‘National treasure’ Portland Tiara stolen from Welbeck Estate in Notts

The tiara is considered one of the world's finest.

The Portland Tiara, considered a national treasure and one of the finest examples in the world of its type, has been stolen from the Welbeck Estate in Nottinghamshire.

Burglars broke into the Portland Collection Gallery on the estate between 9.45pm and 10pm on Tuesday (November 20). They stole the tiara and a diamond brooch from an armoured glass display case while the alarms were sounding.

Detectives from Nottinghamshire Police are appealing for information about a silver Audi S5 suspected to have been involved in the offence.

Detective Inspector Neil Humphris said: “We’re pursuing a number of lines of enquiry but we believe there are people out there who may have crucial information that could help with our investigation.

“We particularly want to hear from anyone who has any information about a silver Audi S5 which is suspected to have been involved in this offence. This vehicle was found abandoned and burnt out in Cross Lane, Blidworth, about half-an-hour after the incident.”

“The Portland Tiara is one of the great historic tiaras of Great Britain,” said Richard Edgcumbe, Curator of Jewellery at the Victoria and Albert Museum in London.

“Since its creation by Cartier in 1902, using diamonds from the historic collections of the Dukes of Portland, it has been recognised as a jewel of supreme importance, a superb design magnificently executed.”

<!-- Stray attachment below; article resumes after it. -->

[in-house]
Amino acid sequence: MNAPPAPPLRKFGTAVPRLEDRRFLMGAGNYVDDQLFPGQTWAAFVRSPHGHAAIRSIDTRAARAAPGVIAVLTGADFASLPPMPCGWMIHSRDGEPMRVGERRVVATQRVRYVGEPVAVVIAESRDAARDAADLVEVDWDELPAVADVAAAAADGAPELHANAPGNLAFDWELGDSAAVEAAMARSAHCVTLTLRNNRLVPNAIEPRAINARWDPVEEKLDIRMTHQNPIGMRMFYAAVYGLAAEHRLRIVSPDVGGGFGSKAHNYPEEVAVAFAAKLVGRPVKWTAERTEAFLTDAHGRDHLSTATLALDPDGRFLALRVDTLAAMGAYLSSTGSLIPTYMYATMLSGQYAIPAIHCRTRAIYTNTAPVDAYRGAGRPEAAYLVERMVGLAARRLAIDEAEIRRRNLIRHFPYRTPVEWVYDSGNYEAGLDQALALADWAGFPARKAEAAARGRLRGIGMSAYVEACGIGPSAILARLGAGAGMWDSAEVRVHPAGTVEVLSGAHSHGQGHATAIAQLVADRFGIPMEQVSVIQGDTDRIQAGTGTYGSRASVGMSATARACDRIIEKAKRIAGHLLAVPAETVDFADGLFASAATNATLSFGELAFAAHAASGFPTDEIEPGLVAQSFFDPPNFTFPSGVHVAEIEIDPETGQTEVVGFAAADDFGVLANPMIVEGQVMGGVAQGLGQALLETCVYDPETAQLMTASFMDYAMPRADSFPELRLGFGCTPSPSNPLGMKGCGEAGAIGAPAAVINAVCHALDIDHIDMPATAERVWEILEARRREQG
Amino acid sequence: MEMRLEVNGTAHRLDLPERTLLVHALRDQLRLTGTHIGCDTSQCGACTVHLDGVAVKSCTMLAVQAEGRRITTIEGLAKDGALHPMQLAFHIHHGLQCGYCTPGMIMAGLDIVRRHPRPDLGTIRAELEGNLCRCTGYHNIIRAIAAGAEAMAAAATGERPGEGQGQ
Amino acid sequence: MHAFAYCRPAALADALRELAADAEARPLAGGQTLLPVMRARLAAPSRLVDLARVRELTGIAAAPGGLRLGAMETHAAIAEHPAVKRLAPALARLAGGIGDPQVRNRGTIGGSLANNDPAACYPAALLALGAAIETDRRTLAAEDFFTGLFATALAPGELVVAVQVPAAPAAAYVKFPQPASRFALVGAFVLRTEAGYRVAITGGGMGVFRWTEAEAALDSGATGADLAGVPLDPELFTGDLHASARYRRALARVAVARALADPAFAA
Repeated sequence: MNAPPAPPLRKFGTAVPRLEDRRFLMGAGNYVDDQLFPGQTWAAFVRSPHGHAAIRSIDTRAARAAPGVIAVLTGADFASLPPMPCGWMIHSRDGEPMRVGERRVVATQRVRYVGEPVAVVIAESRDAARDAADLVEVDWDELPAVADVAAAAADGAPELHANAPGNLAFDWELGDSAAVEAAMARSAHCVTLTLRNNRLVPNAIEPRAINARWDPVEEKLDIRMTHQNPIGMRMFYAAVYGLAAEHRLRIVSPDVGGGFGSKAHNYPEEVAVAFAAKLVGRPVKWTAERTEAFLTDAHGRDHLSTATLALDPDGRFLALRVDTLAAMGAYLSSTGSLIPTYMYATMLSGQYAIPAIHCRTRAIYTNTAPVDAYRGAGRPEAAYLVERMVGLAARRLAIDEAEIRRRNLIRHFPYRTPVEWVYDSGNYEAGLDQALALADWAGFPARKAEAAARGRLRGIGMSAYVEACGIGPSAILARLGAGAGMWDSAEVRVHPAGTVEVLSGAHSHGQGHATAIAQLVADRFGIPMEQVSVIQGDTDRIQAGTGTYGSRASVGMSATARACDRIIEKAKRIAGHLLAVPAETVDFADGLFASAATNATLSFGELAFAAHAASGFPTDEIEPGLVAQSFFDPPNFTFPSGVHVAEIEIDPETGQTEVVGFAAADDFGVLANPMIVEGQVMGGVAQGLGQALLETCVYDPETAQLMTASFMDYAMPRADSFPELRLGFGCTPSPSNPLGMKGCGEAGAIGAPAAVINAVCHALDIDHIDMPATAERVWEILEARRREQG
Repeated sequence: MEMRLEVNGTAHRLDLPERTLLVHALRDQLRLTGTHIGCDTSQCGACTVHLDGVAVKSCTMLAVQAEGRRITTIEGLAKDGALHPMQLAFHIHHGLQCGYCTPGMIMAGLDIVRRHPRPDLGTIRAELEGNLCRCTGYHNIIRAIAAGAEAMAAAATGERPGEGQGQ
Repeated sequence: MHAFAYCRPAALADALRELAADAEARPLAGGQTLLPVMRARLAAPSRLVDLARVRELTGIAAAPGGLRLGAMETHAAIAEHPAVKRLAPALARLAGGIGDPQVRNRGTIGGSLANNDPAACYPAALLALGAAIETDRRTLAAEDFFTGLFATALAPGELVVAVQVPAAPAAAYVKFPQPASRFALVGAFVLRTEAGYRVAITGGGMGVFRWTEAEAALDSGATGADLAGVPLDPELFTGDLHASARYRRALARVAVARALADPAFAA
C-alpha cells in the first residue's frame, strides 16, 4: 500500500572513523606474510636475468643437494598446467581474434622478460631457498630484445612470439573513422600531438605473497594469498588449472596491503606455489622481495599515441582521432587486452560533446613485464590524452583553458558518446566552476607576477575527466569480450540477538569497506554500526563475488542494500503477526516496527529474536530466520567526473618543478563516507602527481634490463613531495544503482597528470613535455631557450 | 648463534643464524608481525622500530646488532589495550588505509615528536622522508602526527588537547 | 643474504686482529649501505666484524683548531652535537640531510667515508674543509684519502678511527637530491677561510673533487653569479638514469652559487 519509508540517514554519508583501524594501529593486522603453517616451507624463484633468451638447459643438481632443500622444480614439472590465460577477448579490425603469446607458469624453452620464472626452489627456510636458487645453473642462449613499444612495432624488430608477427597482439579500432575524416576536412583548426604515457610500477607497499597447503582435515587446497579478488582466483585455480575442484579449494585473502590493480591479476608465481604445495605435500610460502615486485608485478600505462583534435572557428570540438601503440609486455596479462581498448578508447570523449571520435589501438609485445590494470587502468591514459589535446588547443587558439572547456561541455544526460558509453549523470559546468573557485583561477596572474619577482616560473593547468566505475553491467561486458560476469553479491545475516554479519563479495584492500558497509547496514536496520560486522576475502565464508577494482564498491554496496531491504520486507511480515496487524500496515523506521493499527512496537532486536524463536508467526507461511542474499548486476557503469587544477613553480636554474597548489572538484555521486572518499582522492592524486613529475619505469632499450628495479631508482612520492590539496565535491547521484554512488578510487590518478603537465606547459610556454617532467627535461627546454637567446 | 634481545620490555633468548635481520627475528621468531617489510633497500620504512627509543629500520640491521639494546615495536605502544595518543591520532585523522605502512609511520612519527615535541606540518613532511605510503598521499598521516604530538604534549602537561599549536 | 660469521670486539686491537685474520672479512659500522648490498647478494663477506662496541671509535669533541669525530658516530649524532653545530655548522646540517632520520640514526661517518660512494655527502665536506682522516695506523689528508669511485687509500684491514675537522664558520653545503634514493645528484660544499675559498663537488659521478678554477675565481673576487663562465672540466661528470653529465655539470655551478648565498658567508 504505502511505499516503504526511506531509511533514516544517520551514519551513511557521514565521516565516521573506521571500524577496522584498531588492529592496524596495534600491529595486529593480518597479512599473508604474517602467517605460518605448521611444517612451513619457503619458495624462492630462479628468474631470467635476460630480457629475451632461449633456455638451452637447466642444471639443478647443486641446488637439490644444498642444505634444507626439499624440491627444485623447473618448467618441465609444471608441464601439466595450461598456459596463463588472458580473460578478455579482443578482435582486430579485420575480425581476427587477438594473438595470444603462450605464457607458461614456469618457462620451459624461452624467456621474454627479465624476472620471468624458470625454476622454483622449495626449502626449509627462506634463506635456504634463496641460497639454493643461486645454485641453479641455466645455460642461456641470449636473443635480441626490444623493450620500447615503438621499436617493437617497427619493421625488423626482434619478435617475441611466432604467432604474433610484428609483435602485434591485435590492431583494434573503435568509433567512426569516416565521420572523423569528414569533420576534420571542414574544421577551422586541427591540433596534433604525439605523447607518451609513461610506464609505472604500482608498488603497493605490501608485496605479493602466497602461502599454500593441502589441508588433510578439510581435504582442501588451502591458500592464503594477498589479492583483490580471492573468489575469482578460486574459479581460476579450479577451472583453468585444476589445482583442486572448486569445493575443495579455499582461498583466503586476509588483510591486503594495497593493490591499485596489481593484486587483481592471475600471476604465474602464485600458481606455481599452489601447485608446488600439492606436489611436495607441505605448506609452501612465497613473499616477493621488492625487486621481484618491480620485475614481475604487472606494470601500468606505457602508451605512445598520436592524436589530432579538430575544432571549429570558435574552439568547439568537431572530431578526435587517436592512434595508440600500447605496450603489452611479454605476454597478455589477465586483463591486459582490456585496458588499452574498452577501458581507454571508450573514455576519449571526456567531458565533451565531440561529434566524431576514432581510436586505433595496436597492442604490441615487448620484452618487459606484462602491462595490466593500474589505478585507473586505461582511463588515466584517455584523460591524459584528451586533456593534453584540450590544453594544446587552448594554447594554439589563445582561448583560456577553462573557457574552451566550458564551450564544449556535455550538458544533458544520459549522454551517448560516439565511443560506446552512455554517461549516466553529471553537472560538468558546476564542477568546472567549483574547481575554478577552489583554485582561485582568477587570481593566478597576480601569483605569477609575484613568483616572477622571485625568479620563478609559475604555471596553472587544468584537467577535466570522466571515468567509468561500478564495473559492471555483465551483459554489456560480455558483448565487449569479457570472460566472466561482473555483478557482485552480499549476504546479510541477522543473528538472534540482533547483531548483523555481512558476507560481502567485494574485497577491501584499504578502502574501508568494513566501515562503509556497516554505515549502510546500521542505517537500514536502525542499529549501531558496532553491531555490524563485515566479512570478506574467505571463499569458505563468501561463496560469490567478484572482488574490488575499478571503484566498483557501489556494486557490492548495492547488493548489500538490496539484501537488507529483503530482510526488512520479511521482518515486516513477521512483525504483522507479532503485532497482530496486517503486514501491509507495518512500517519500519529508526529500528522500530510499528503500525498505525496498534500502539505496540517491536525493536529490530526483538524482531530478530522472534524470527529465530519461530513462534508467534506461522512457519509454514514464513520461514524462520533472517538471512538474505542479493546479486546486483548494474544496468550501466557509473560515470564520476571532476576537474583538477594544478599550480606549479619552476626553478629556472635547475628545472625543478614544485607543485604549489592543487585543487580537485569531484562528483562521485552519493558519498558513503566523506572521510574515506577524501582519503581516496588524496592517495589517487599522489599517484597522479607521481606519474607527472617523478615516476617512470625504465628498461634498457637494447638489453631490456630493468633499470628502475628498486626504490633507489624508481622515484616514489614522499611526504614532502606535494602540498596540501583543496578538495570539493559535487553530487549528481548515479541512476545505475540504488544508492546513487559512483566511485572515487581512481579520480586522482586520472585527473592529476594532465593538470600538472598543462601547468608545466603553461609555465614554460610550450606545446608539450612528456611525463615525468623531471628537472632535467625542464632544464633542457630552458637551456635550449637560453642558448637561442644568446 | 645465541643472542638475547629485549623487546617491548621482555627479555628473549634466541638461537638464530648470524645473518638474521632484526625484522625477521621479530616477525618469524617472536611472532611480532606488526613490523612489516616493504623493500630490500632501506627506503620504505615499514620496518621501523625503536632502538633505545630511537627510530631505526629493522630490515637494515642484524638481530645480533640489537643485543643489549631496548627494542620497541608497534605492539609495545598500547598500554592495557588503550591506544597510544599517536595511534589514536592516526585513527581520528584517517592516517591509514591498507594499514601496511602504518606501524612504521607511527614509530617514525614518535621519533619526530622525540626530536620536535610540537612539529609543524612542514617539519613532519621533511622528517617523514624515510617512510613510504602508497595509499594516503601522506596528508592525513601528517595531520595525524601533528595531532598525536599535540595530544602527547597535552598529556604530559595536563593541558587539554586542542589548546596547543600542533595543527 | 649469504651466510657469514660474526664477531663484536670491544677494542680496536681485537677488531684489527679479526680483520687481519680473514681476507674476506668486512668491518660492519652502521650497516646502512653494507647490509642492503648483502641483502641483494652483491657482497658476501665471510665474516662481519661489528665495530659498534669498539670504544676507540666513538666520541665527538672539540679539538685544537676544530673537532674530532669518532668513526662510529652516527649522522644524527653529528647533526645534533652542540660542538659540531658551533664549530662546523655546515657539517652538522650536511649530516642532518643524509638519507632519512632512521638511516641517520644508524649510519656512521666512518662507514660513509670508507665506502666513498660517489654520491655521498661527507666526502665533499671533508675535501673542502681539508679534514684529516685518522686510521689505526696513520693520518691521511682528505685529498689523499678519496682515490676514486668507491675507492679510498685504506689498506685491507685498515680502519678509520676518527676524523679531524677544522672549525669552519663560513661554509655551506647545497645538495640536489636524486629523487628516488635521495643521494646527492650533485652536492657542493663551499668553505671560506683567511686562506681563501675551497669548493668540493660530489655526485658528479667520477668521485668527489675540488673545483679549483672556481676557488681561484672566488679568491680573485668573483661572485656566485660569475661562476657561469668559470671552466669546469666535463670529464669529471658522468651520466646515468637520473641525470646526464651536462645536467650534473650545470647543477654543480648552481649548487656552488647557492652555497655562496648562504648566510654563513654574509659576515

A diamond brooch was also taken in the raid.

The 6th Duke of Portland commissioned Cartier to create the Portland Tiara for his wife, Winifred, Duchess of Portland. She wore it to the 1902 coronation of King Edward VII. The Duchess was one of four pall-bearers at Queen Alexandra’s anointing.

The centre-piece of the tiara is the Portland Diamond, which dates from the 19th century. It is flanked by two diamond drops and other pendant diamonds, all set in gold and silver.

The burglars also stole a diamond brooch, which was in the same glass display case. The brooch is composed of diamond clusters that previously stood at the apex of the tiara.

These gems can be seen on the tiara in a painting of Duchess Winifred at the anointing of Queen Alexandra but are absent from it in a 1925 portrait of the Duchess, in which she wears the tiara low on her head as a bandeau.

Anyone who saw anything suspicious or who has any information that could help, is asked to contact Notts Police on 101, quoting incident number 856 of November 20, or Crimestoppers anonymously on 0800 555 111.

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